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Performance of Initial Public Offerings (IPOs) in 2021

This year has been a busy year in the Initial Public Offerings (IPO) market. Many companies have taken advantage of good stock market conditions and investors’ growing risk appetite to go public this year.

Since the end of last year, I have noticed a growing interest from people to participate in some IPOs. These people were especially motivated by companies with high brand recognition that went public. For example, like Airbnb (December 2020), Affirm (January 2021), Bumble (February 2021), Roblox (March 2021), Coinbase (April 2021), Robinhood (July 2021), Warby Parker (October 2021). Therefore, it is worth wondering what the performance of IPOs has been so far in 2021. 

[Related article “Robinhood IPO: Don’t buy the hype” 07/2021].

To better understand the panorama, I analyzed the IPOs that have been carried out on the NASDAQ between January and November of this year.

Here are some key figures.

How many of the IPOs have gone up in price and how many have gone down?

Of the 809 shares analyzed, as of December 6, the share price of 444 of them (55%) is higher than the price of their share in their IPO. In the case of 365 of them (45%), their share price is lower (363) or equal (2) than their IPO.

Figure 1: Initial Public Offers in 2021 whose price is above or below its initial price (as of 12/06/2021).

Was it worth it to participate in these IPOs?

If we use the criterion that an investment in individual stocks is only worth it if its return is higher than the return on the market, then investing in IPOs in 2021 has definitely not been worth it in the vast majority of cases.

Of the 809 stocks analyzed, 717 of them (89%) have had a lower return than the S&P 500 so far this year. Only 92 of the shares that went on IPO this year on the NASDAQ (11%) have had a higher return than the S&P 500 whose return from January 1 to December 6, 2021, has been 24.08%.

Figure 2: Percentage of IPOs whose return in the year has been lower and higher than the return of the S&P 500.

In which sectors are the companies with the best and worst performance?

In conducting this analysis, I was curious if there were any sectors or sectors that performed particularly well or poorly. The answer is no clear conclusion.

In all the sectors that I evaluated, I found winners and losers. For example, the sector with the most winners in the top 20 list is from the consumer cyclical sector with a total of six. These include companies like Volcon, Inc. (VLCN) whose stock is up 165% since its IPO, or Dutch Bros Inc. (BROS) whose stock is up 110% since its IPO. But this sector also had some of the biggest losers.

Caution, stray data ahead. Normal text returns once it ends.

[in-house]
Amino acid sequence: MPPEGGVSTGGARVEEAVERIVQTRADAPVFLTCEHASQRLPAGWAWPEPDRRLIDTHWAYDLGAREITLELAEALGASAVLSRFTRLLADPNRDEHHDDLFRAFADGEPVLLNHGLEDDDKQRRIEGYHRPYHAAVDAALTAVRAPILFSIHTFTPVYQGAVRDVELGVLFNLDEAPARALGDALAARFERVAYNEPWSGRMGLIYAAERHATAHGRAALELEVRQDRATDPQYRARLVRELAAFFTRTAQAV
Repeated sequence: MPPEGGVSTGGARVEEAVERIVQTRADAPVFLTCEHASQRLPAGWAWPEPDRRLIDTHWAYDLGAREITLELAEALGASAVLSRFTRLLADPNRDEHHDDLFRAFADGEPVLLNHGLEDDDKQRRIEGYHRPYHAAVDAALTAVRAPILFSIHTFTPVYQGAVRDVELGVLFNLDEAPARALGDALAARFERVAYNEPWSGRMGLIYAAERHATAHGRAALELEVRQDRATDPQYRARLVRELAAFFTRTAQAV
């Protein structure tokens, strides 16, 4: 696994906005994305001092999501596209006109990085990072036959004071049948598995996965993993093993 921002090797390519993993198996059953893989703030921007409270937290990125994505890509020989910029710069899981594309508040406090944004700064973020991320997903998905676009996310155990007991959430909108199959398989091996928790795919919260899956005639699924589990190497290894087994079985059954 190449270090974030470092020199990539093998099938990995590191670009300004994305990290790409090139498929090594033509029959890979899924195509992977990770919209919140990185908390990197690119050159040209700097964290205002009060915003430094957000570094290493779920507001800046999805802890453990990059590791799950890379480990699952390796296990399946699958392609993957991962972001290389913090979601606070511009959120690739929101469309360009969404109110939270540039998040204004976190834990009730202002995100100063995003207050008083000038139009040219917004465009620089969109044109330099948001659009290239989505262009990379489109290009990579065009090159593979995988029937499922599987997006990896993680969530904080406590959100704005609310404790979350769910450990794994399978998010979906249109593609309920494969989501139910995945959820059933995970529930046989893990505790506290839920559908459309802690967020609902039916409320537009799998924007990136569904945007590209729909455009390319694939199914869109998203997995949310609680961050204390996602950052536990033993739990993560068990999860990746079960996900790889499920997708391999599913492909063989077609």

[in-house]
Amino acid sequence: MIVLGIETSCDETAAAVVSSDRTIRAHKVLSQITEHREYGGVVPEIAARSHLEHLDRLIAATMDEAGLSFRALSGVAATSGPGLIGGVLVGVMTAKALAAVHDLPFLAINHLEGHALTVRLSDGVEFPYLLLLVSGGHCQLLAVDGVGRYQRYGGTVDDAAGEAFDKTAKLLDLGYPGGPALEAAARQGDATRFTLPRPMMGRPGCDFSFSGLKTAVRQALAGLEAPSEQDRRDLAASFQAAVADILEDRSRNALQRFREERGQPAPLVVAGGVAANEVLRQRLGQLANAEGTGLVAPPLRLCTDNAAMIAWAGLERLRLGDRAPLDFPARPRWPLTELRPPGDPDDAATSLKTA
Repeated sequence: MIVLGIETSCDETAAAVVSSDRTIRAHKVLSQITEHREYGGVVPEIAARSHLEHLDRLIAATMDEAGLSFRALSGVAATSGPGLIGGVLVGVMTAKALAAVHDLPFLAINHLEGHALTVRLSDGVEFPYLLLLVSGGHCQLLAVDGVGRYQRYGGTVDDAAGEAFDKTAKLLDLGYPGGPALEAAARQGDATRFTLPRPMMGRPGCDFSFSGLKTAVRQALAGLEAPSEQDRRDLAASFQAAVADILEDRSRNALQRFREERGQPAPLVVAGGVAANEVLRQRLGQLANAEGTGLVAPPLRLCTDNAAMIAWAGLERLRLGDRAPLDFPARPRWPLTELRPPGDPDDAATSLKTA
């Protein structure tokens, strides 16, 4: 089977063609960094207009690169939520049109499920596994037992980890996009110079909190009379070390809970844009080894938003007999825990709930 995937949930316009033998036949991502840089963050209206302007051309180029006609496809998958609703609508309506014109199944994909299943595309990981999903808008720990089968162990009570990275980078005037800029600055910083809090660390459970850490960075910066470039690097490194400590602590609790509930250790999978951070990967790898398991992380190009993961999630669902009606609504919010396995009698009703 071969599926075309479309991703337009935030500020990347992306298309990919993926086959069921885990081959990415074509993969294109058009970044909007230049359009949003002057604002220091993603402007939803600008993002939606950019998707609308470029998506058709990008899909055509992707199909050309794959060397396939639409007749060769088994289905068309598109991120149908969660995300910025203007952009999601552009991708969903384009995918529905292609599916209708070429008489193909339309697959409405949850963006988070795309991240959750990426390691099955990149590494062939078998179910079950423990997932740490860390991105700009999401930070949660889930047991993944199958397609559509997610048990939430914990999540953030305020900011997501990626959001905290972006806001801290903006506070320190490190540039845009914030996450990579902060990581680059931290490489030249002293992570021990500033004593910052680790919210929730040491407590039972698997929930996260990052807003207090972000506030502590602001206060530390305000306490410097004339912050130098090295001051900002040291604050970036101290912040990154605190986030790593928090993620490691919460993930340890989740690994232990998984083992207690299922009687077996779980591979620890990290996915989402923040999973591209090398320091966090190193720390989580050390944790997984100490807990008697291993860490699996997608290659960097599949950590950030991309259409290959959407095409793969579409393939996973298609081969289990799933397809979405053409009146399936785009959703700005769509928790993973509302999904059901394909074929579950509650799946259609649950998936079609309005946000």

Figure 3: Sectors to which the 20 IPOs of 2021 with the best YTD returns belong.

On the other hand, the sector with the most losers in the top 20 list is from the health care sector with a total of eight. These include companies like Bright Health Group Inc. (BHG) or VectivBio Holding AG (VECT) whose shares have plummeted 82% since their respective IPOs. However, this sector also had some of the biggest winners.

Figure 4: Sectors to which the 20 IPOs of 2021 with the worst YTD returns belong.

What have been the best and worst-performing stocks since their IPO in 2021?

When aggregate figures are studied, the history of what happened with the individual parts is lost a bit, so I zoomed in on the data to present you the 10 best and worst IPOs of 2021 by return as of the time of writing this article.

Figure 5: The 10 best and worst IPOs of 2021 by YTD return (as of 12/06/2021).

Looking at this data, perhaps we can understand why people are interested in investing in IPOs. The motivation to find the diamond among the mountain of coal is powerful. However, my suggestion is that in the future you refine your strategy to search for that diamond and do not risk what you cannot lose in the search. Because chances are you will only find coals.


This article was written for educational purposes and does not provide investment recommendations specific to individual investors. As such, the financial instrument(s) discussed may not be suitable for all investors and investors must make their own investment decisions based upon their specific investment objectives and financial situation utilizing their own financial advisors as they deem necessary. Past performance of the financial instrument(s) listed in this newsletter should not be taken as an indication or guarantee of future results. The price, value of, and income from, any of the financial instruments showed in this article can rise as well as fall and may be affected by changes in economic, financial, and political factors. If a financial instrument is denominated in a currency other than the investor’s home currency, a change in exchange rates may adversely affect the price of, value of, or income derived from the financial instrument described in this post.

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